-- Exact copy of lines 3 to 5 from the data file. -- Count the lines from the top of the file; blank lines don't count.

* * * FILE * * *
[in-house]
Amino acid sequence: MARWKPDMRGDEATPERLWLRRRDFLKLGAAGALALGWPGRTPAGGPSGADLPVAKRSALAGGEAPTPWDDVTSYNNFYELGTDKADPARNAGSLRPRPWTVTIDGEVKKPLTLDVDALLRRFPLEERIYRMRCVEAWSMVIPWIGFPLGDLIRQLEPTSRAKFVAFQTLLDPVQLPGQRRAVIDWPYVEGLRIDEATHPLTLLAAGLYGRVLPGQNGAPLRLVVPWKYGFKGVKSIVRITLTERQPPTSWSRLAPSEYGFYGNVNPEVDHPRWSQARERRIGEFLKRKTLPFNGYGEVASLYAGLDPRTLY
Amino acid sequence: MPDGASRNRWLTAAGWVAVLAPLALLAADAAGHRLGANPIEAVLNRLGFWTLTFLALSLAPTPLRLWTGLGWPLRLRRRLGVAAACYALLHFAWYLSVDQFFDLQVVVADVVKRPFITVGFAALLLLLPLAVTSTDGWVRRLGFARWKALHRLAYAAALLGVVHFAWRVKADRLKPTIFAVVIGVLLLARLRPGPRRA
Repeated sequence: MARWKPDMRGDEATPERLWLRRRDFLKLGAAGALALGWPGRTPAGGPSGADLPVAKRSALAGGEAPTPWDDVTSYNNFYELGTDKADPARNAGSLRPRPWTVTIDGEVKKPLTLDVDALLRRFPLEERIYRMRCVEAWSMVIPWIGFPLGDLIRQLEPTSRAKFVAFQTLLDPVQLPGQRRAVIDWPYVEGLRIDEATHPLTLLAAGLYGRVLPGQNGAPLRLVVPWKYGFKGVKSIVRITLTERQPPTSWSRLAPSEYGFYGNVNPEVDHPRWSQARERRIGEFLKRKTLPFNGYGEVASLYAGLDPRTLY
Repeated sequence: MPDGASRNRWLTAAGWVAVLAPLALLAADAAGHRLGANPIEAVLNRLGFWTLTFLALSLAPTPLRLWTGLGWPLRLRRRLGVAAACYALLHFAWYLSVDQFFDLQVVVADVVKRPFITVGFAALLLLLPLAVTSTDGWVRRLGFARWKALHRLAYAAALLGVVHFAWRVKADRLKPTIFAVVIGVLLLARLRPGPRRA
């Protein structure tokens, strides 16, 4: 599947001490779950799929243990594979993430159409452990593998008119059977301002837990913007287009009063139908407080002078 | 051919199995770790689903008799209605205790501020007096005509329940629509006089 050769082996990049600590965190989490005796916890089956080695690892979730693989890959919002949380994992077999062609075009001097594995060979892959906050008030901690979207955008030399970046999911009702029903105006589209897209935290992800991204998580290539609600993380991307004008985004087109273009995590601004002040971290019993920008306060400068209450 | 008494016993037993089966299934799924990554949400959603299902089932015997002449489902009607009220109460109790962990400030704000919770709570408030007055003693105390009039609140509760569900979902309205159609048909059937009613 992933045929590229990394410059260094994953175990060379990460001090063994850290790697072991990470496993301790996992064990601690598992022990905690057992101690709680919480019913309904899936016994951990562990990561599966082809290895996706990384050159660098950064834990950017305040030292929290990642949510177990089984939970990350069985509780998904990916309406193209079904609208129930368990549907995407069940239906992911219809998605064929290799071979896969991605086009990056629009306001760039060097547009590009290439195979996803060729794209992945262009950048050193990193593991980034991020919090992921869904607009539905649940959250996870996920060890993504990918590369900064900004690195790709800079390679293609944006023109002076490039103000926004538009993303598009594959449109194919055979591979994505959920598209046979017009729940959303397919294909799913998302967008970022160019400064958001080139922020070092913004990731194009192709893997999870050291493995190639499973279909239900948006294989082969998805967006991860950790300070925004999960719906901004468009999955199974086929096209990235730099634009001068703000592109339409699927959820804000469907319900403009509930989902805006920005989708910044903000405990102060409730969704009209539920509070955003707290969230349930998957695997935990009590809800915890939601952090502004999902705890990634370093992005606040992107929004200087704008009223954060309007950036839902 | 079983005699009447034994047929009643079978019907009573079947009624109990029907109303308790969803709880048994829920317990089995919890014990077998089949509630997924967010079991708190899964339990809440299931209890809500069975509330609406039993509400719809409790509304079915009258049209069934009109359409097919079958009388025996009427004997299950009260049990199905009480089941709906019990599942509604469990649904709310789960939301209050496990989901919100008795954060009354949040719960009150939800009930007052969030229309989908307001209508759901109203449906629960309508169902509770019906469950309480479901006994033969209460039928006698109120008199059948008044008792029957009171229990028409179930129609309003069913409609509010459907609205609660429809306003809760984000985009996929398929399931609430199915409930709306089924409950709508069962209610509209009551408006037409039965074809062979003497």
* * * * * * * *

Amino acid sequence: MPDGASRNRWLTAAGWVAVLAPLALLAADAAGHRLGANPIEAVLNRLGFWTLTFLALSLAPTPLRLWTGLGWPLRLRRRLGVAAACYALLHFAWYLSVDQFFDLQVVVADVVKRPFITVGFAALLLLLPLAVTSTDGWVRRLGFARWKALHRLAYAAALLGVVHFAWRVKADRLKPTIFAVVIGVLLLARLRPGPRRA
Repeated sequence: MARWKPDMRGDEATPERLWLRRRDFLKLGAAGALALGWPGRTPAGGPSGADLPVAKRSALAGGEAPTPWDDVTSYNNFYELGTDKADPARNAGSLRPRPWTVTIDGEVKKPLTLDVDALLRRFPLEERIYRMRCVEAWSMVIPWIGFPLGDLIRQLEPTSRAKFVAFQTLLDPVQLPGQRRAVIDWPYVEGLRIDEATHPLTLLAAGLYGRVLPGQNGAPLRLVVPWKYGFKGVKSIVRITLTERQPPTSWSRLAPSEYGFYGNVNPEVDHPRWSQARERRIGEFLKRKTLPFNGYGEVASLYAGLDPRTLY
Repeated sequence: MPDGASRNRWLTAAGWVAVLAPLALLAADAAGHRLGANPIEAVLNRLGFWTLTFLALSLAPTPLRLWTGLGWPLRLRRRLGVAAACYALLHFAWYLSVDQFFDLQVVVADVVKRPFITVGFAALLLLLPLAVTSTDGWVRRLGFARWKALHRLAYAAALLGVVHFAWRVKADRLKPTIFAVVIGVLLLARLRPGPRRA